On top of that, there's no applicable template that suggests that not only will there be invisible errors, but there will be willfully hidden errors. Additionally, the incentive to hide the errors is massive, with immediate financial and political punishment meted out to all who fail to hide the errors. And, to cap it all, contingency planning quite possibly included strong strategies for hiding the errors - work-arounds mean continuing business-as-usual; if business-as-usual depends upon covertly experiencing Y2k errors, that will be planned for.
So, the only Y2k errors we are likely to see are those visible errors that cannot be contained, no matter what the cost, unless they are extremely trivial, or assumed to be unimportant, until it becomes financially or politically advantageous for the Y2k relationship to be exposed.
With respect to continued tracking of Y2k events, I think that, rather than pronounce the Y2k event as "over", we should instead be looking at what is being reported. Currently, the issues are considered "trivial". Love Canal was certainly "trivial" to all but nearby residents, until it was investigated and prosecuted over.
But I digress, since the task of attributing Y2k as a cause is no longer of high interest to me, other than to note that the lack of readily apparent Y2k-related failures implies manipulation of the world information stream, and wherever the obfuscation is obvious, I learn something. So, I'll continue to watch, because wherever the factual can emerge, reality lies somewhere nearby. Right now, the factual is *not* emerging from the centralized press.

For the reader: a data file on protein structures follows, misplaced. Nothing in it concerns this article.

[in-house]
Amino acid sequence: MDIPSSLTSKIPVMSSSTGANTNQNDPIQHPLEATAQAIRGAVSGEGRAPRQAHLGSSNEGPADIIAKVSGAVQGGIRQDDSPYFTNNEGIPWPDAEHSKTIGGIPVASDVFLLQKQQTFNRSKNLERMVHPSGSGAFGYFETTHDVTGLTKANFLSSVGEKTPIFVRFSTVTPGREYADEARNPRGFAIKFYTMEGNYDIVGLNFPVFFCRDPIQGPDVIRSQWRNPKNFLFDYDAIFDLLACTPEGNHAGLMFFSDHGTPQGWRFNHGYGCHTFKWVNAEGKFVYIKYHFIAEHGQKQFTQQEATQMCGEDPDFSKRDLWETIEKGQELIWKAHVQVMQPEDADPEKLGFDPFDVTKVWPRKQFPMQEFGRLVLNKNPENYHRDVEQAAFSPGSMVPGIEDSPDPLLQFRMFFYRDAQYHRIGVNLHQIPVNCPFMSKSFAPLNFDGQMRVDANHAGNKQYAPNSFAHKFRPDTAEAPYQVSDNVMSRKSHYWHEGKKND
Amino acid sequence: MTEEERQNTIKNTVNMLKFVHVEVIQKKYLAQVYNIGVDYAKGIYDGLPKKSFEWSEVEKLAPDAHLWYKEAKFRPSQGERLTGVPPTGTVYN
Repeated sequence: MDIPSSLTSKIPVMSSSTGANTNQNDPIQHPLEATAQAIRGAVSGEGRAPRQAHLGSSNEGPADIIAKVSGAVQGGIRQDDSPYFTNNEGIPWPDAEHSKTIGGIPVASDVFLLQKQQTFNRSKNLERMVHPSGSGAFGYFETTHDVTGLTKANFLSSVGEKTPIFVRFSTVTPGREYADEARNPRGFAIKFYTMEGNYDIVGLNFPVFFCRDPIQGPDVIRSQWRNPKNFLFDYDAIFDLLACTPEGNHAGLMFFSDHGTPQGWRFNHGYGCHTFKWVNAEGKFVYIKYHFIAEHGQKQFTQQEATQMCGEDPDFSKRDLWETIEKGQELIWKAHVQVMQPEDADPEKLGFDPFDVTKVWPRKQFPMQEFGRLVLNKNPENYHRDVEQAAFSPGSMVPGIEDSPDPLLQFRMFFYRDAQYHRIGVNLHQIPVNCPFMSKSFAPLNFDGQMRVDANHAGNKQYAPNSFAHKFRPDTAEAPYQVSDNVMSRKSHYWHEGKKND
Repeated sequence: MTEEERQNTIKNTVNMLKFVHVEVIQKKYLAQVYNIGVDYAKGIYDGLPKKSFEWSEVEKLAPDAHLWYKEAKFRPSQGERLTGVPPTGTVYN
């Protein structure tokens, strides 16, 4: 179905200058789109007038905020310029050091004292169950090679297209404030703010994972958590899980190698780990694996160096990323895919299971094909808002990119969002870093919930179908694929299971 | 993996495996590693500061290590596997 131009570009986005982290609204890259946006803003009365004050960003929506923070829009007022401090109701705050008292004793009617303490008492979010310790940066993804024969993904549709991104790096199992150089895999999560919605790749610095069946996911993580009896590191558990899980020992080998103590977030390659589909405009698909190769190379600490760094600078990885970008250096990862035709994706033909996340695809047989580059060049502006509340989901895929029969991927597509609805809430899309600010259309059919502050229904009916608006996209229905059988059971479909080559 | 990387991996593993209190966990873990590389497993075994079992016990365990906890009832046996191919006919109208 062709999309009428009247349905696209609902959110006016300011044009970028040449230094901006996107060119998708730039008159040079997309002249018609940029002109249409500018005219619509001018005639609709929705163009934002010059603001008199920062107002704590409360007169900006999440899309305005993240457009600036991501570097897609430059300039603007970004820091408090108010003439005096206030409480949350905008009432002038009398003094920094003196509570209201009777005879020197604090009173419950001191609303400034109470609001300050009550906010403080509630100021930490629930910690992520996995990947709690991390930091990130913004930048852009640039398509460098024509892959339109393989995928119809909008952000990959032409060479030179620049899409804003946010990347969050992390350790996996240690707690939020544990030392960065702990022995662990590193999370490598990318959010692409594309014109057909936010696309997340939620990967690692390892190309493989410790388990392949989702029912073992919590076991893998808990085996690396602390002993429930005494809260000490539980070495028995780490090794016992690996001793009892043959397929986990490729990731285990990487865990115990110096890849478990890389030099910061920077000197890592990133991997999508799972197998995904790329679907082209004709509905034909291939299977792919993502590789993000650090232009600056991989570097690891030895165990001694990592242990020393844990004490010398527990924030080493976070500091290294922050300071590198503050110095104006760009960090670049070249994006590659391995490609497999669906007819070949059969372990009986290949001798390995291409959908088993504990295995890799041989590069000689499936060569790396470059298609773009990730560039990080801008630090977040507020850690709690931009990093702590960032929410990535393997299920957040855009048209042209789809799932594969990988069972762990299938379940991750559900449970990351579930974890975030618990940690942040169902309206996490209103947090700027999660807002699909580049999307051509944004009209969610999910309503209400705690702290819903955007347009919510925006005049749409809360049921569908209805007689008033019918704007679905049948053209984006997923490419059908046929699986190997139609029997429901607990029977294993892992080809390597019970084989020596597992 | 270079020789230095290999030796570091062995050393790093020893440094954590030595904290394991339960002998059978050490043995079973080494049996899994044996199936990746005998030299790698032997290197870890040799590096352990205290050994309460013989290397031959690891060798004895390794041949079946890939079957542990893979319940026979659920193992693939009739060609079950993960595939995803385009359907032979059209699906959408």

For example, the mainstream world would have me dismiss "anecdotal" evidence. Their self-serving purpose is to control the dissemination of facts by training, providing and controlling the "experts" that will provide the palatable real, as opposed to uncomfortably anecdotal, information.
Anecdotal information is the following: a customer comes into my store yesterday, a friend who's watched this issue with me. "A stewardess came into my store yesterday," he says, "and she said we think Y2k is a non-event, but she described four problems just in the last few days: one plane was loaded twice, on one plane they didn't get the meals put on, on one plane the baggage went somewhere else, and on one plane *they "forgot" to refuel*!"
Expert information says "this is not y2k related" or "this didn't happen" or "you're crazy for listening to this".
Y2k causality is a tricky thing. We are now once again into the time when, as a number of people have said for years, "these [dangerous] things happen all the time." In the last couple of years, they said this in order to say Y2k wasn't a problem. Thankfully, they were ignored by the majority of folks working on the issue - the causality was relevant, and led to the correction of a number of problems that would have caused the "dangerous things" event level to spike much higher during the century rollover.
Now the identified causality is probably more related to who pays, and when, and how much. As we discussed months ago, plenty of non-mission-critical systems weren't fixed. Were those systems related to people who will object strongly when they discover they're gone? How strongly will they be able to object?